Hamilton

Juravinskis donate $3.3M to speed up COVID-19 and brain health research

Charles and Margaret Juravinski already pledged to donate their estate — roughly $100 million — and share it between Hamilton Health Sciences, McMaster University and St. Joseph's Healthcare Hamilton. Now, they're issuing a $3.3 million cash advance.

The cash advance will fund five research projects related to the novel coronavirus

Charles Juravinski and his wife Margaret are funnelling $3.3 million into research toward beating COVID-19 and improving brain health. (Jessica Young/CBC)

Two local philanthropists have given Hamilton researchers an immediate $3.3 million cash advance to speed up research on COVID-19.

Charles and Margaret Juravinski already pledged to donate their estate — roughly $100 million — and share it between Hamilton Health Sciences, McMaster University and St. Joseph's Healthcare Hamilton.

They're making some of that money available now.

"Today, we are writing again, to share what we hope will be regarded as a little good news in difficult times. We are accelerating our plan by making an immediate additional gift of $3.3 million, to help fund urgent research projects," reads a letter from the couple. 

"Most of the research will concentrate on the immediate priority of the COVID-19 pandemic."

How the $3.3 million will help

The cash advance will fund five research projects related to the novel coronavirus that focus on:

  • Whether N95 respirators or medical masks are the best option for healthcare providers caring for COVID-19 patients.
  • A three-part study assessing the impact of a pandemic on hospital emergency departments, critical and intensive care units, and staff.
  • Using robotics to automate and speed up diagnostic testing protocols for SARS-CoV-2, the viral pathogen responsible for the COVID-19 pandemic.
  • A long-term study on aging with 50,000 people ages 45 to 85 to form a baseline for COVID-19 research in Canada.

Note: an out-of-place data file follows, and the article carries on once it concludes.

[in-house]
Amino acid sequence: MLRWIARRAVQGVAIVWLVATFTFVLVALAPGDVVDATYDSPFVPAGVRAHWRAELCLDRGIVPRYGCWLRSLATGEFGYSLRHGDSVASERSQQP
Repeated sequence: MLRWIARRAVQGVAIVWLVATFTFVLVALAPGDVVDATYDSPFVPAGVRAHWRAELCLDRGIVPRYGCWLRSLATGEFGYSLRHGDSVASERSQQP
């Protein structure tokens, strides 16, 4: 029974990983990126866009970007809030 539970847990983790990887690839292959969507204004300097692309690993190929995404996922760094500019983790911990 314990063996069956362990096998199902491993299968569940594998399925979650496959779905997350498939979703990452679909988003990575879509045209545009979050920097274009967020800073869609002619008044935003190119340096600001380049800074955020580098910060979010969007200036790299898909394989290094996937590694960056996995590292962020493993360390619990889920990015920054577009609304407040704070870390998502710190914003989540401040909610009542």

• A biobank — a repository for storing human biological samples — amid the spread of the novel coronavirus.

The money will also contribute to studies about brain health with special attention to:

  • A three-year study examining the impact of substance use on the brain development of young adults, ages 18-25.
  • Developing technology to confirm the presence of a change in the brain following mild traumatic brain injury, identify the location of the injury, and predict and track a patient's recovery.
  • An AI-driven system that guides and supports treatment decisions for youth mental health cases.

This comes as provincial health experts are expected to provide a briefing Friday on modelling "really stark" projections for the spread of COVID-19 in Ontario.

The pandemic has infected 127 people and killed two in Hamilton as of Thursday at noon.

"As a man of 90 and woman of 88, we have seen the world face and overcome many frightening problems, including the ravages of the Great Depression, the threat of global fascism in the Second World War and the scourge of polio, to name just some," reads the letter from the Juravinski family.

"In each case, the threat was grave, and the outcome uncertain. In each case, humanity prevailed and the future brightened. Like everyone, we are deeply troubled by the fearsome threat of COVID-19, which has truly changed the world in just a few months."

The philanthropic couple's previous donations led HHS to name its cancer centre after them.

The Juravinski family said it is staying safe and liken frontline healthcare workers to "soldiers who have gone to war for our country in the past" and hope they will win the war against the tireless virus.

"We'd like to see this happen during what remains of our lifetimes, and we are excited to have the chance to help."

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